Wednesday Walk: I Broke My Pledge
Buying something new, closing up Christmas, and the gut-brain connection
Welcome to Willoughby Hills!
As is typical every Wednesday, I’m bring you a smattering of topics that I hope will make you a bit more curious about the world around you and give you something to think about later. I call these Wednesday Walks, as it’s the type of conversation we might have walking down a path in the woods. Shall we take a stroll?
Mouse Trapped: #NoNewClothes- Week 39
If you’ve been following along with this newsletter for a while, you probably have heard me talk about the challenge I’ve been undertaking over the last 39 weeks to resist buying any new clothes for an entire year. It was inspired by a newsletter I wrote about Amory Sivertson, who did a similar challenge last year.
While I have avoided new clothes, I have allowed myself two second-hand purchases (a vintage Sears sweater and a used Patagonia flannel). But I ended up breaking down this week and making my first new purchase of the challenge. Sad face emoji.
As I mentioned in last week’s Wednesday Walk, I’m camping with my family at Walt Disney World for much of July. If you’ve ever been to a Disney Park, you know the feeling of perpetually being in a gift shop. Nearly every ride empties into one, Main Street USA looks like two blocks of distinct storefronts but it’s really just one massive souvenir store, and Disney Springs is a mall disguised as an “entertainment district.” There are even Disney Stores in the Orlando airport in case you somehow missed one while on vacation.
Having now traveled to Disney World many times over the years, we have learned to buy as little as possible in the parks and to instead make time to visit the Orlando Premium Outlets where there’s a store known as the Disney Character Warehouse. It’s one of the few places where surplus items from the theme parks are sold. Sometimes the items for sale are still available in the parks, but at a steep discount if purchased at the outlet.
The store can be a bit chaotic and usually features out of season merchandise. When we visited last week, it had lots of Christmas and Halloween items. But they were also offering an additional 30% discount on all clothing purchases.
These days, I’m not one to get suckered into a good deal for its own sake. I’ve described my standard for purchasing used clothing in past posts: the item must be unimpeachably good. That means the right fit, the right color, the right fabric. My standard for a new purchase is even higher.
Well, I found a shirt that I liked. And I went for it.
It features floats from the Main Street Electrical Parade, a classic parade that debuted in 1972 at Disneyland and has since run on both coasts. It happens to be the first parade that I ever saw on my first visit to the Magic Kingdom back in the 90s. I have fond memories of taping the parade on my grandpa’s 8mm camcorder that he let me borrow for that trip and listening to the CD that I purchased of the soundtrack over and over.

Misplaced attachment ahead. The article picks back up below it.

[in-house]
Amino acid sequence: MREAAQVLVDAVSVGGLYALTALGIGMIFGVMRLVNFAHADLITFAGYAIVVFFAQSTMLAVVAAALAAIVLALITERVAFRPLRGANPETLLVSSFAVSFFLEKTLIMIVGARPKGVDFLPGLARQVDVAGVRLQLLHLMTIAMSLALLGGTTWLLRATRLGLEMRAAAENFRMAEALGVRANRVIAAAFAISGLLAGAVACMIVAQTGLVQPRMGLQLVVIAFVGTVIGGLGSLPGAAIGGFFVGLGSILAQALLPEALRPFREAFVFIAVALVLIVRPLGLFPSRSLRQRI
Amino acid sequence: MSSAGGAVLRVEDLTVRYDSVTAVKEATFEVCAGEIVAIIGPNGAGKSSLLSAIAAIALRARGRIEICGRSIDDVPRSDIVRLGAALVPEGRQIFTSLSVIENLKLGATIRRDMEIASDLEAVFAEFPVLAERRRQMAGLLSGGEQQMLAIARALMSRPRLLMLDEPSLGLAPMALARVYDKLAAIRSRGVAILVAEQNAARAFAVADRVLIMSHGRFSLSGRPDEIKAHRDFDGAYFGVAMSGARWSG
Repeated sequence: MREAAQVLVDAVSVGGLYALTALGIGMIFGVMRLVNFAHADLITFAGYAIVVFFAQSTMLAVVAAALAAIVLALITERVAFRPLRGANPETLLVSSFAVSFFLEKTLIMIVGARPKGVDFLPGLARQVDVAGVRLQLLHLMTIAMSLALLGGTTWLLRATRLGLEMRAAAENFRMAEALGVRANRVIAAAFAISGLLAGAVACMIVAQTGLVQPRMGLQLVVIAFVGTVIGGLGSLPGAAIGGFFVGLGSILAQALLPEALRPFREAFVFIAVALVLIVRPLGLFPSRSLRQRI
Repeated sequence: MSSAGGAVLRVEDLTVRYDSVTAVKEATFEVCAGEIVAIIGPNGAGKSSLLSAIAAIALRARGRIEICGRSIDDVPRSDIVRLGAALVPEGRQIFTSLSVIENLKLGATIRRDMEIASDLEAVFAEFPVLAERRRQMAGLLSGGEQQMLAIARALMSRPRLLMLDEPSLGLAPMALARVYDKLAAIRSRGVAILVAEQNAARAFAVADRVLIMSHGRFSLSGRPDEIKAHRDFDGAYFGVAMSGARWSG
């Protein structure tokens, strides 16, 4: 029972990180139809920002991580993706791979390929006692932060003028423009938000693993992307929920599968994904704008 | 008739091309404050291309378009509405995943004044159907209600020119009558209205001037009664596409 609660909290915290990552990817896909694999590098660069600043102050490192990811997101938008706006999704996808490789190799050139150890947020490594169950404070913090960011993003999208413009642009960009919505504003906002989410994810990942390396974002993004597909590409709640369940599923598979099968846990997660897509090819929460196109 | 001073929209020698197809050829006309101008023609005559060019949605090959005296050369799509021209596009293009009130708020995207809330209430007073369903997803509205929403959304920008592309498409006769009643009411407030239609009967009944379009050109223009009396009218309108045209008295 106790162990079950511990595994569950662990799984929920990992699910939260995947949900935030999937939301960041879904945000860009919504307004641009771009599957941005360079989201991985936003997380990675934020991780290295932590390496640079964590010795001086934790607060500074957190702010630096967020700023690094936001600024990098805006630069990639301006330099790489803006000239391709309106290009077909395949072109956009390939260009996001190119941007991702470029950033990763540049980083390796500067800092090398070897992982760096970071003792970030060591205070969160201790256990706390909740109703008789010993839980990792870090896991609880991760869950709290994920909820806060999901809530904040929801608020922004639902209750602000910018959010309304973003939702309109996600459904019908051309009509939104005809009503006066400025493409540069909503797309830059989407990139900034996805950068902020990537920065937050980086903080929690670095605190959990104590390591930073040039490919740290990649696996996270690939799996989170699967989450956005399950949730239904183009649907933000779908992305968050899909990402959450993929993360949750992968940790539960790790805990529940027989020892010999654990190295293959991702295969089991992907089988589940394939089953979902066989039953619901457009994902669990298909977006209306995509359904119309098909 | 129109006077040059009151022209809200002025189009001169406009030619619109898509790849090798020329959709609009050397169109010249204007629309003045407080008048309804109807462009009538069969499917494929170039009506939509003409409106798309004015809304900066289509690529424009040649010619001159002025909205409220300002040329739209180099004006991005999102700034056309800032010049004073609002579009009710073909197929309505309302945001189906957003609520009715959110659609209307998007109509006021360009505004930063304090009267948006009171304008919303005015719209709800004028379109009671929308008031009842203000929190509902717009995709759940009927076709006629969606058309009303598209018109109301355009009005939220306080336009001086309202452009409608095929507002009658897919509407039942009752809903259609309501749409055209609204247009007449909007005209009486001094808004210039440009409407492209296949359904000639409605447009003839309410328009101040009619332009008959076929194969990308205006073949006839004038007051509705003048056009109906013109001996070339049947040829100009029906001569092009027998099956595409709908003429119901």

I had seen this same shirt selling for $60 last year on Main Street and considered purchasing it at the time because I liked the style and fit so much (this was before the No New Clothes challenge had started). Well, that same shirt happened to be selling at the outlets last week for about $18 after the 30% discount. They only had three of the shirts on the rack and they were all in my size!
I like that it has familiar icons to me, but that it can also be fairly generic to anybody who’s not a Disney person. There’s no giant Mickey Mouse face on it, for example. I would have no problem wearing this outside of a theme park.
I also like how it’s a bit eclectic. Each button is differently colored.
My birthday was also this week, and I supposed that I could’ve used birthday money on the shirt so it counted as a gift. I also could’ve asked my wife to buy it so it didn’t count as me buying it, but both of those options seem against the spirit of this whole endeavor.
As I’ve stated before when purchasing used clothes, the goal of this challenge is to be conscious of my consumption and to be mindful about what I buy. Even if I technically broke the code of this challenge, I feel okay knowing that I didn’t buy something brand new for full price. I bought it after it had moved to an outlet store and was discounted quite heavily. Had the shirt not sold after that, it could have been sent to be donated, shredded, or maybe incinerated, which happens to 10 million tons of clothes per year.
I don't love that the shirt was made in China or that it’s partially polyester (although it feels nice). Still, I felt like a good style, a good price, and the fact that I’ve cut my new clothing consumption to nearly nothing was enough justification for me to buy this, especially since I considered it last year at more than triple the price.